WonderStyle: Why We Keep Our Code Pretty

by Gemma Anible on

Hi. My name is Gemma, and I have a problem.

if ($active)
{
  doTheActiveThing();
}else {
	do_the_inactive_thing();
	if ($special)
	do_the_special_thing();
}

I'm twitching. I twitched reading the source material, I twitched typing it out, and now I'm twitching reading it over.

Away from work (aw who am I kidding), I'm a stickler for proper grammar, correct spelling, and the Oxford comma. I'm one of those luddites who still refuses to substitute u for you and b4 for before in their text messages*, and who religiously corrects typos in Slack chats. Naturally, that inflexibility translates wholesale to my approach to writing code, and (to my coworkers' dismay) to my expectations for the code I read. Hence the twitching.

Luckily for me and my fellow prescriptivists, caring about form as well as function serves a purpose: Clarity. If writers stick to proper grammar and correct spelling, they don't have to worry so much about confusing their audiences. (Sometimes confusing the audience doesn't matter! Sometimes you're painting a picture, or representing the spoken word, or generally using language to communicate more than facts. Clarity is a lot more important to technical writers than to Gabriel García Márquez.) If programmers stick to a consistent style, we don't have to worry so much about confusing future readers of our code.

Programmers spend most of their time reading

Think about your days spent programming. If they're anything like the days we have at WonderProxy, they look something like this:

  1. Read through the requirements for a new enhancement.
  • Read through the existing code to see where the new stuff will fit.
  • Write some new code.
  • Read through the old and new code looking for logic/flow problems.
  • Read through the old tests.
  • Write some new tests (yes yes, I wrote the code first, sue me).
  • Read through the new tests and code to figure out why they're failing.
  • Write some code to fix the tests.
  • Read through the new code looking for design coherence and efficiency.

That's a list of nine activities, and only three of them involve writing code! And that's for building a new feature! Imagine the sequence if you're bug-hunting for a swapped boolean.

Programmers are trained to notice inconsistency

Treating differences differently is right up at the top of the Best Programming Practices of All Time List that I have in my head and has not to my knowledge been published. You can find recommendations to "encapsulate variation" from decades ago. It's good advice, but it requires us to notice the variation in the first place.

Pushing outside the programming sphere, humans in general are geniuses at pattern recognition. It's what we do. It's why we see Mary in tomatoes and how any scientific discovery at all has ever happened. We recognize patterns, and we notice when the patterns break down.

Programming languages are patterns. When the pattern of the language that you're reading breaks down, you're automatically pulled out of the content to start troubleshooting the pattern. Writers use that behavior to amazing effect, adding color and style and voice and artistry to their work. It's less thrilling in code. For example, here's how I parsed the code snippet from the beginning:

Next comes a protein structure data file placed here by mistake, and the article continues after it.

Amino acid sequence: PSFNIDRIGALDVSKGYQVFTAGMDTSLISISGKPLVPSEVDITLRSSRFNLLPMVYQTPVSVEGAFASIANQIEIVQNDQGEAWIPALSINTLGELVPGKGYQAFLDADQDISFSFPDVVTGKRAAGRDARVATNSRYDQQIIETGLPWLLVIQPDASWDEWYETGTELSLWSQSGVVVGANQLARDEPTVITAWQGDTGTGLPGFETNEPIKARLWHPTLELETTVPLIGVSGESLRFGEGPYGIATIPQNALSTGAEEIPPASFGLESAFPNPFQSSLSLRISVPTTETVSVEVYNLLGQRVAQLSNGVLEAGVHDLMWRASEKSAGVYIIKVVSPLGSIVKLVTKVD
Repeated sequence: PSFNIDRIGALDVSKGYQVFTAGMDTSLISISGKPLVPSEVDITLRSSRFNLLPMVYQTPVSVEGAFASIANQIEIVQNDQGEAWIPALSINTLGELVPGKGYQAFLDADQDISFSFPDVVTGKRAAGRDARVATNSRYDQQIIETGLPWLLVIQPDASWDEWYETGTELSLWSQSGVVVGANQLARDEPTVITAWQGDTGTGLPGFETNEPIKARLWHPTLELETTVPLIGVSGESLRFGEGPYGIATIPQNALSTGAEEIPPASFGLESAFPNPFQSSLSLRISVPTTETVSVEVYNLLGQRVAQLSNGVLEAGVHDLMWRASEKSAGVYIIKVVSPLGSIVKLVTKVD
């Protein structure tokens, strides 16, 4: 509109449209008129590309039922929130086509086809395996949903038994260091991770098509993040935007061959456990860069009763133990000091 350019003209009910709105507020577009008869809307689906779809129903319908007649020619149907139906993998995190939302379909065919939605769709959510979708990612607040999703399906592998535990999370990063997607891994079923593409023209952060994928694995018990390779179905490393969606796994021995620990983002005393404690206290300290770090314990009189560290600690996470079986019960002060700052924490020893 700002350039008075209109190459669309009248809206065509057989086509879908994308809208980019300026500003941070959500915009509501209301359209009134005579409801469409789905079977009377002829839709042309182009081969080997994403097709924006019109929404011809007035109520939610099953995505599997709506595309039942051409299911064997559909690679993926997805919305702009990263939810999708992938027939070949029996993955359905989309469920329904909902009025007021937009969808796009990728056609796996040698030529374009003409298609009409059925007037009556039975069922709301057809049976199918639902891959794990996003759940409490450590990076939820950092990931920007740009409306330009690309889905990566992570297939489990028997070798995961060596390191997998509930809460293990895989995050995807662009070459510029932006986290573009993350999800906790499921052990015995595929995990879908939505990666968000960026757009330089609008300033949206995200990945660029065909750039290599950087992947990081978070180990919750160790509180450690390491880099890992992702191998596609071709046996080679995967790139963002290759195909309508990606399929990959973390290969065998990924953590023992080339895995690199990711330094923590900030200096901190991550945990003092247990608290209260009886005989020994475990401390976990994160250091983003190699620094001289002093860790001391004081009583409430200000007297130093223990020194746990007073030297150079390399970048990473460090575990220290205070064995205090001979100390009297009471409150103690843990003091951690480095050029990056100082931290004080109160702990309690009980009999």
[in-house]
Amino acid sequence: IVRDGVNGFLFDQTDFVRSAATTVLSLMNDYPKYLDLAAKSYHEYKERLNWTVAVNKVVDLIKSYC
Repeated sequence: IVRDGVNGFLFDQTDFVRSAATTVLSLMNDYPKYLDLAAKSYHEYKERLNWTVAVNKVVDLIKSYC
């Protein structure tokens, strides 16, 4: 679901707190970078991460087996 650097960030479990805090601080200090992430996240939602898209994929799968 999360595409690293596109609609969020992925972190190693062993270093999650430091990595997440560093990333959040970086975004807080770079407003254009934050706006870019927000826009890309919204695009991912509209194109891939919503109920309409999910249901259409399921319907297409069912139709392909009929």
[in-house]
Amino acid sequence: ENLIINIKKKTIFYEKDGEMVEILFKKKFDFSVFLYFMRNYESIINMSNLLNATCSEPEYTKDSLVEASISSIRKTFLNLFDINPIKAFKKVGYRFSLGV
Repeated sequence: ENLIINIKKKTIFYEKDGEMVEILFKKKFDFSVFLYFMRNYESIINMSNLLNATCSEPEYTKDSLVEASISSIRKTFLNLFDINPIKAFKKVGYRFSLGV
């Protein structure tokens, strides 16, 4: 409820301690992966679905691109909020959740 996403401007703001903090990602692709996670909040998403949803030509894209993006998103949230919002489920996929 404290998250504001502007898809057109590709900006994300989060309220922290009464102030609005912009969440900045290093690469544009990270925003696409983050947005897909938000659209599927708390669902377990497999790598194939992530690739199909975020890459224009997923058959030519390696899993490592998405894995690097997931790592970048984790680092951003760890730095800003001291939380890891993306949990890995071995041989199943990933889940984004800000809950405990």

if ($active)
{
  doTheActiveThing();
}else {

wait why is the curly brace over here did i miss a block oh no it's fine it's just different

  doTheActiveThing();
}else {
	do_the_inactive_thing();

uh the indent is different did i miss a block again wait why does my cursor only see one character oh it's a tab it's fine do the underscores mean something different from the camelcases no doesn't look like it

	do_the_inactive_thing();
	if ($special)
	do_the_special_thing();
}

why is there a random if between two functions and also where's its body oh the second function is the if body but why isn't it indented also it's missing the braces because it's only one line and that's technically valid even though it's caused us nothing but headaches over the past forty years and crud i forgot what $special is

Don't get me wrong: It didn't take my brain (or yours) as long to troubleshoot the pattern as it took to read the description of troubleshooting the pattern. That all happens in seconds or less, because we're generally pretty great at patterns. Even so, add all those seconds-or-less together over hours, days, weeks, months, and years, and you end up with some serious cognitive overhead.

Programmers work better without extra work

if ($active) {
  do_the_active_thing();
} else {
  do_the_inactive_thing();
  if ($special) {
    do_the_special_thing();
  }
}

Ahhhhh, happy patterns! Maybe you'd rather have your curly braces on the next line, or you wish I'd swapped the whole thing to camel casing, or your indents use four spaces instead of two, but you can't fault the consistency of the pattern. Nothing in the styling of that code pulls you away from what you're reading.

But Gemma, you protest, it's extra work to make the style consistent! Sure. Maybe. A very little bit of extra work--less, if you set up your IDE to do it for you. Or if you're like me and it's writing inconsistently that makes you do extra work to control the twitching. But remember, we programmers spend most of our time reading code, not writing it. A very little bit of extra work while writing pays off!

In the next installment, you'll learn about the specific style we chose at WonderProxy, and how we maintain it even when we're lazy. If you'd like a preview, check out our customized PHP_CodeSniffer rules!

* Hilariously, I am entirely on board with sending messages composed of emojis and nothing else. Can't have broken grammar or spelling when there are no grammar or spelling rules to break!